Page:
The dollar is losing ground against the Euro Friday afternoon, but is posting modest gains against both the British pound and the Japanese Yen. The question of when the Federal Reserve will begin to hike interest rates has been a topic of great debate in recent days. Yesterday’s Fed minutes were viewed as dovish, leading many to speculate that the Fed may decide to keep rates unchanged until the start of the new year or perhaps beyond. Meanwhile, Dennis Lockhart made statements to the contrary this morning.
The minutes showed that Fed members were concerned about global growth risks and decided it was prudent to wait for additional information before raising interest rates. Combined with recent jobs and trade data, the minutes helped reinforce the view that the Fed will not raise rates later this month and may delay its first rate hike into next year.
However, Federal Reserve Bank of Atlanta President Dennis Lockhart said Friday that the Federal Reserve remains on track to raise interest rates before year’s end. Lockhart feels the U.S. economy has enough momentum to withstand China’s slowdown and gradual interest rate hikes.
Import prices in the U.S. saw a modest decrease in the month of September, according to a report released by the Labor Department on Friday, with a drop in non-fuel prices offsetting a rebound in fuel prices.
The report said import prices edged down by 0.1 percent in September after tumbling by a revised 1.6 percent in August. Economists had expected import prices to fall by 0.4 percent.
The report also said export prices dropped by 0.7 percent in September after slumping 1.4 percent in August. The decrease was much steeper than the 0.2 percent drop expected by economists.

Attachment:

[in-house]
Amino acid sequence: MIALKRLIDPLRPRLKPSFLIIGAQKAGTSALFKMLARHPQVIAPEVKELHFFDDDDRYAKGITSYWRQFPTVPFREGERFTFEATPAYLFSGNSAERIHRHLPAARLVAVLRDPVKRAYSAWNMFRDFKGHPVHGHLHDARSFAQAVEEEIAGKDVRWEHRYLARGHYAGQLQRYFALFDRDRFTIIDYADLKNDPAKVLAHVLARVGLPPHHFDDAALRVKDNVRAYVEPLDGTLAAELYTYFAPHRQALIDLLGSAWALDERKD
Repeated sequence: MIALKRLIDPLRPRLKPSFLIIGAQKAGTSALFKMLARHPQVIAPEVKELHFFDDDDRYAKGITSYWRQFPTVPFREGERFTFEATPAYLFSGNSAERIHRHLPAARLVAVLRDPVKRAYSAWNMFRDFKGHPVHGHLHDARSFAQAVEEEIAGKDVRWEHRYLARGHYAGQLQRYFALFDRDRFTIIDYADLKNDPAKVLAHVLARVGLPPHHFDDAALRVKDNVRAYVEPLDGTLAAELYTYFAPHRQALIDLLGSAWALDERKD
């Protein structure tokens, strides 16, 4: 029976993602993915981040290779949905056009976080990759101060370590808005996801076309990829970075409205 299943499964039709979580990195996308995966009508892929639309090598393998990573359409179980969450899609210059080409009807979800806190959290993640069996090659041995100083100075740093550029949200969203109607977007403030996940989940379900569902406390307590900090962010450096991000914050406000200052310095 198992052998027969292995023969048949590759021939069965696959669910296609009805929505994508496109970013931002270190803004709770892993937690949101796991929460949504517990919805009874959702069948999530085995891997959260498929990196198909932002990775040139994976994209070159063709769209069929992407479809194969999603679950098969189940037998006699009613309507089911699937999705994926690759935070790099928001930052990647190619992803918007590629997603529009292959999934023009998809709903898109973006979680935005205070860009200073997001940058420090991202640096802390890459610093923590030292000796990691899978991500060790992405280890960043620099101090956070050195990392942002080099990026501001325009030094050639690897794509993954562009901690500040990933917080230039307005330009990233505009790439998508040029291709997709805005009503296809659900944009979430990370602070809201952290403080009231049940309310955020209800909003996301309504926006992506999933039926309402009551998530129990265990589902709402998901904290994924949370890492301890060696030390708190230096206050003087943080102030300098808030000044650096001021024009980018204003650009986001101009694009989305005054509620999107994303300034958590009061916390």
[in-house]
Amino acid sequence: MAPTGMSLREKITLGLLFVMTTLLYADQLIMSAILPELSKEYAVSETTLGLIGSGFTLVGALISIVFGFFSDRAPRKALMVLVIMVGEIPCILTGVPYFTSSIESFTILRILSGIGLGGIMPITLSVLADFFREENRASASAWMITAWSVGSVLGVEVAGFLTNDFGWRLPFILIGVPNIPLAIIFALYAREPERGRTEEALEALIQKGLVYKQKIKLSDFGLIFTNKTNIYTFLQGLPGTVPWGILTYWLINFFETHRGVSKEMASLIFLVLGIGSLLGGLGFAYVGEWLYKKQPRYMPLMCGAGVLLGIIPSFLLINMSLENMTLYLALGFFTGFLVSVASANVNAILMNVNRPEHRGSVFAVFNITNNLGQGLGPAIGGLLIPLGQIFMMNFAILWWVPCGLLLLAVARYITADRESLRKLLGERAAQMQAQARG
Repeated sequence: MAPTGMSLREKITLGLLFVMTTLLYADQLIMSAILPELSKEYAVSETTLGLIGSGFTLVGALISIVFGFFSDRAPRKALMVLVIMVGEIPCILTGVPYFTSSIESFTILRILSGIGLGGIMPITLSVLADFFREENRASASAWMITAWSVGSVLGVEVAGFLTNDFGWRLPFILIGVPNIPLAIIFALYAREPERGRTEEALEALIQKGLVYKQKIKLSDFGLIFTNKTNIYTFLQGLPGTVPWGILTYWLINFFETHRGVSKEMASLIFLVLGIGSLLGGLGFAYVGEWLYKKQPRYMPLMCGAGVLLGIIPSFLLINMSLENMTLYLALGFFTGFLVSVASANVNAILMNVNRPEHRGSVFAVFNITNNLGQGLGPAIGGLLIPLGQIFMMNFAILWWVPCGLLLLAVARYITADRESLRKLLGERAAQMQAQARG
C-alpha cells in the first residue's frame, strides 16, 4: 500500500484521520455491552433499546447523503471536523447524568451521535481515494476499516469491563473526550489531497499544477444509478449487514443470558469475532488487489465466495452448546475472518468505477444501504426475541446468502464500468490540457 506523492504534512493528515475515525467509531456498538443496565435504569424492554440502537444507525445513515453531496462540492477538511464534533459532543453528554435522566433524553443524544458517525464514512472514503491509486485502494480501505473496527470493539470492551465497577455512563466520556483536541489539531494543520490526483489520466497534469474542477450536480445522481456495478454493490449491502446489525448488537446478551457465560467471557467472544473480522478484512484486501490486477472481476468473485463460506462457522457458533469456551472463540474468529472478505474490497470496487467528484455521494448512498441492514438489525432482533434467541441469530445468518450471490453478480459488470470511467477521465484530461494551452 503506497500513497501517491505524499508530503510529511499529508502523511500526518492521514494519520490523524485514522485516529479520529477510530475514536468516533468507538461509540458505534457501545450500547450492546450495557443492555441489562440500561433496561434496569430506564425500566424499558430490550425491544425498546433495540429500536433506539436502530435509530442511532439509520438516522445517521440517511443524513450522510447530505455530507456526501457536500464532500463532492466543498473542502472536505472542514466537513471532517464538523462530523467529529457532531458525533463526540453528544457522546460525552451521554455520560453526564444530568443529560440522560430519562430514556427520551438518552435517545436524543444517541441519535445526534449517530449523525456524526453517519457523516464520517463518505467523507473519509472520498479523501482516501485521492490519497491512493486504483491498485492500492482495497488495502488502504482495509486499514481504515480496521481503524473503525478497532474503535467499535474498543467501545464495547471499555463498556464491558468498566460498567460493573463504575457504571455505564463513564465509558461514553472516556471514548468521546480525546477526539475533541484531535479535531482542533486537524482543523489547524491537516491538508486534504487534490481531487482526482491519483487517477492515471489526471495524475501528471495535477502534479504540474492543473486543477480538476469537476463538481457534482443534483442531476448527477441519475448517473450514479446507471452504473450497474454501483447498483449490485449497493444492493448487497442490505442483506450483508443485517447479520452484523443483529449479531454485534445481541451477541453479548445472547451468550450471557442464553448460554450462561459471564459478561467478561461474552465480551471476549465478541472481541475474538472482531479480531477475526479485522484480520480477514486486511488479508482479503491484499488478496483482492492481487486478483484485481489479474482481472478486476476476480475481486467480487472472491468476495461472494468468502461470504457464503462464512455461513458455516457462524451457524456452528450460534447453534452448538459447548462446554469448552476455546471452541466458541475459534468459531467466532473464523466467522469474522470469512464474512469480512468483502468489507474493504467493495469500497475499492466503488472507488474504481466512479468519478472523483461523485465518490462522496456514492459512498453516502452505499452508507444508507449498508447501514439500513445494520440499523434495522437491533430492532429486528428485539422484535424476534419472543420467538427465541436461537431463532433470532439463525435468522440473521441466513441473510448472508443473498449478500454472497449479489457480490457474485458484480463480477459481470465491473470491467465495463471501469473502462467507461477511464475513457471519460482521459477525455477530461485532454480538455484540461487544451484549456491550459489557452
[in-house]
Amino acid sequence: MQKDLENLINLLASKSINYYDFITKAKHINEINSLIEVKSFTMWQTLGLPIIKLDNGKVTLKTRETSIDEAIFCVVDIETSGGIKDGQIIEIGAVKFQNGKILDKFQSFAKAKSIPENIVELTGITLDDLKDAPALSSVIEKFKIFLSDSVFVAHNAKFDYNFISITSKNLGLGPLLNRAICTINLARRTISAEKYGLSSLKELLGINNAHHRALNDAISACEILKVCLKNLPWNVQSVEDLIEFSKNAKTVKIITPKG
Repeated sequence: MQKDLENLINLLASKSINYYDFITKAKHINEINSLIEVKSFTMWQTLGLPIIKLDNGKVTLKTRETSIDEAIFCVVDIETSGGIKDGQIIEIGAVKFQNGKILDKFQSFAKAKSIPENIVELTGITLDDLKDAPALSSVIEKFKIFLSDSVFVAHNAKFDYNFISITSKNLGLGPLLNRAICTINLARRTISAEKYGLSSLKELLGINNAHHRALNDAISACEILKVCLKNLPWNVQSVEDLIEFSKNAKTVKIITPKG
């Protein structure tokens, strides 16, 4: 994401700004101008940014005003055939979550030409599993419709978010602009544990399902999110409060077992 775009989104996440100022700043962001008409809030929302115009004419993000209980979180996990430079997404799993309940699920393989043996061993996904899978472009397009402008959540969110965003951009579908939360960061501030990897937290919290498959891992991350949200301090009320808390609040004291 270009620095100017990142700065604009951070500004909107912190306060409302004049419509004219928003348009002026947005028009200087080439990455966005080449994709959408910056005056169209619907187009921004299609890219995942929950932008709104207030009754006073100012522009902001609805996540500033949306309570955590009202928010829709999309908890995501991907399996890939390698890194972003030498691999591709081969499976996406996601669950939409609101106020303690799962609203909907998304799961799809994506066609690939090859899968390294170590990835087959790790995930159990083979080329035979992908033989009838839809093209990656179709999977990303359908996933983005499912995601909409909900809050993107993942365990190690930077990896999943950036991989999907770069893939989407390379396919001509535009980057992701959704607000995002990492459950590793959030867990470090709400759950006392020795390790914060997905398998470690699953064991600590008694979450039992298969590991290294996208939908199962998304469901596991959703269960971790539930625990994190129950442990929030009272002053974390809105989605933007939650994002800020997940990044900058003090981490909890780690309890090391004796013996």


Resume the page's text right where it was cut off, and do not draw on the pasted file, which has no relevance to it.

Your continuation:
With an increase in inventories of durable goods partly offset by a drop in inventories of non-durable goods, the Commerce Department released a report on Friday showing only a slight uptick in U.S. wholesale inventories in the month of August.
The Commerce Department said wholesale inventories inched up by 0.1 percent in August following a revised 0.3 percent drop in July. The modest increase in inventories matched economist estimates.
The dollar has dropped to a 3-week low of $1.1365 against the Euro Friday afternoon, from around $1.1280 this morning.
French industrial and manufacturing output expanded at the fastest pace in more than two years in August, data from the statistical office Insee showed Friday.
Industrial production grew 1.6 percent on a monthly basis in August, reversing a 1.1 percent fall in July. It was the fastest growth since April 2013, when it climbed 2.1 percent. Growth also exceeded a 0.6 percent rise forecast by economists.
The buck hit over a 2-week low of $1.5383 against the pound sterling early Friday, but has since bounced back to around $1.5330.
The U.K. visible trade deficit narrowed in August as car exports increased from July, the Office for National Statistics reported Friday. The deficit on trade in goods fell to GBP 11.1 billion from GBP 12.2 billion in July. It was expected to fall to GBP 9.9 billion.
British construction output unexpectedly declined for a second straight month in August at its fastest pace since late 2012, figures from the Office for National Statistics showed Friday. Construction output dropped 4.3 percent from July, when it fell 1 percent. Economists had expected a 1 percent gain. The pace of decline was the fastest since December 2012, when output decreased 5.1 percent.
The greenback has climbed to Y120.265 against the Japanese Yen this afternoon, from around Y119.950 this morning.